I seem to have had a bit of a bad run recently. First of all, my External Drive broke: a 3TB Seagate that was primarily there for my Media collection and some local backup. Now, a matter of weeks later (and two weeks since the replacement, a 2TB Toshiba, entered service), the disk in my 4 year old Dell Tower is no more. That this is no more than an annoyance is because, like all good former IT People, I have everything backed up – courtesy of a paid subscription to Livedrive that means once I have a working system on there, I can restore everything back to it – well, the important stuff anyway.
It has made me think though about the nature of computer storage and backup, particularly for those of us in the home or home office.
Once upon a time one of my jobs included taking the weekly backup tapes (mostly DLT Tapes) from the Server Room to a secure room in another building, and bringing the next set back. I don’t think it works quite the same way now, but certainly at the time that was just how you did it; the tapes weren’t cheap, but in terms of cost and transportability it was hard to find an alternative. They were however slow; trying to recover a mistakenly deleted file wasn’t a five minute job, especially if it was near the end of a weekly tape. Even then, my boss was arguing (somewhat presciently in my opinion) that the better option was to back up to another hard disk, and then onto tape – making recovering lost files quick, and also meaning that an over-running backup (quite likely with ever larger data volumes) was less likely and so the problems of files being locked etc. would be less of an issue.
In the home, this is now by far the cheapest option. There was a point where some people might consider toting their own tape drive, but with faster interfaces meaning external Hard Disks are fast enough for most, it’s more likely that people will spend maybe £40 on a 1TB external drive and either manually copy or use some form of backup software to do the job for them – if they backup at all.
With the External Drive failing though, I started to wonder about other options. I did lose data – as Livedrive charges extra to cover external disks, it wasn’t included – although it was to an extent recoverable even if it has meant me spending large amounts of time re-ripping my DVD Collection. (Don’t try this at home folks, as apparently I’m breaking the law….) So long and painful was the process though that I decided I’d prefer not to have to do it again if there was a choice; initially this meant trying something radical with the failed disk (opening it up to see if it was just the head sticking – again, don’t try this at home unless you are effectively writing off the disk in any case) which didn’t work, and then wondering whether to look instead at a NAS Solution; a two drive setup with Disk Mirroring maybe? Suffice to say that cost is a factor, and I may instead look at getting a large internal drive, relegating the external to a backup device and making it possible to back up the media to Livedrive as well.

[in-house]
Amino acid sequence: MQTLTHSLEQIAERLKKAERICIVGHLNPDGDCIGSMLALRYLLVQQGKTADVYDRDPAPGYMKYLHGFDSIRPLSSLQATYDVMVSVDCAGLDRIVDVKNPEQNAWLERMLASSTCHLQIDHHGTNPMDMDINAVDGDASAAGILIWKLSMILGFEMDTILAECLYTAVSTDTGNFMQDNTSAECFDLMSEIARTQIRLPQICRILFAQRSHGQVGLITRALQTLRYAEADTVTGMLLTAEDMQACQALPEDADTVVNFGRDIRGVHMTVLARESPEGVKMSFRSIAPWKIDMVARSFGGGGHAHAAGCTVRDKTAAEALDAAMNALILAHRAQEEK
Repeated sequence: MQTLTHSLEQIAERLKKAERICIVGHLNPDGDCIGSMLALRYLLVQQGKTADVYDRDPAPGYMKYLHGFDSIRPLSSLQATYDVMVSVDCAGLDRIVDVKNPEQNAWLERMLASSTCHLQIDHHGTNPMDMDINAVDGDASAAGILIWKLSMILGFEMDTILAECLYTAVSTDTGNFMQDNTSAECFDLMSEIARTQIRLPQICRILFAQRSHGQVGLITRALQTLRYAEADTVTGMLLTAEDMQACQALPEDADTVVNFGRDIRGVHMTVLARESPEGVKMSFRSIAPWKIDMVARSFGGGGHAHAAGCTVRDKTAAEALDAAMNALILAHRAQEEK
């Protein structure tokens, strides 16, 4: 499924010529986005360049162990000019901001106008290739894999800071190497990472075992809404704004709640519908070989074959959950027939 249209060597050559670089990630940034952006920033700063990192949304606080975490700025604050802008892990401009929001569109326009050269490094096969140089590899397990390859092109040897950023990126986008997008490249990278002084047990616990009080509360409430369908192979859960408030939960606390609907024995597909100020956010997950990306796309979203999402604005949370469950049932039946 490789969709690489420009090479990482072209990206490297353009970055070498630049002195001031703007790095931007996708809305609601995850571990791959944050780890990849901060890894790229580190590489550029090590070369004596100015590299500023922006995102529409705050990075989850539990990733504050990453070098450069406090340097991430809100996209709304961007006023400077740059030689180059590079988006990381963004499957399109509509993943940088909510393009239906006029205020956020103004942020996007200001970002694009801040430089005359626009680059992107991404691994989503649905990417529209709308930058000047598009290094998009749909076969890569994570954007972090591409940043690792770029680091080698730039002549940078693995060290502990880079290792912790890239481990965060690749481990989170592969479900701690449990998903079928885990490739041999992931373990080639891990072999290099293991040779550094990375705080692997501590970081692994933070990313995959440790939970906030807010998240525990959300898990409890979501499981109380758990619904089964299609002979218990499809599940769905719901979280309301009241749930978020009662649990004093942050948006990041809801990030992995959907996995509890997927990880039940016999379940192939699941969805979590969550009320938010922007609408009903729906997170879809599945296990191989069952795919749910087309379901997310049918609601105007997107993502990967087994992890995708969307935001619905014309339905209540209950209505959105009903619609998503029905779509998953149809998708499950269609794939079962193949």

I also took a look at SSD storage – no moving parts, less to go wrong – but while capacities up to maybe 240GB can be had for not too much money, the cost is still prohibitive when it comes to storing the sort of volume I need for the media library. A 1TB drive currently retails for about £250 – and I’d need two of them to match the capacity of the 2TB Toshiba drive that cost me less than £60; not much less than ten times the cost then, and while SSDs may have less to go wrong they are still not everlasting. I’m tempted to get a small one – a 120GB for less than £40 would be about right for my OS to live on, and speed up the computer – but it’s going to be some time yet before SSD can really challenge in terms of genuinely high capacity drives and even then you suspect that in raw price per GB Hard Disks are going to have the edge for many years to come.
Of course, local backup is only part of the solution and this is where a Cloud Backup really scores. One of my “What If” scenarios is “What if there was a fire?” If I lost all my devices, temporarily or permanently, what could I do? Well, with a combination of Dropbox, Evernote, Gmail and its associated Calendar, the answer is that providing I can get to a web browser, I can function – and with a fast enough connection, I can get all my stuff back from my Cloud Backup too. Hopefully I’ll never need to – but I can’t help but wonder: how many people, every day, discover that they really should have made sure that they had offsite backup? Enterprises have been doing it for years; in some ways its never been easier to do; but you can’t help but think that for many, it’s something they only think about once it’s too late.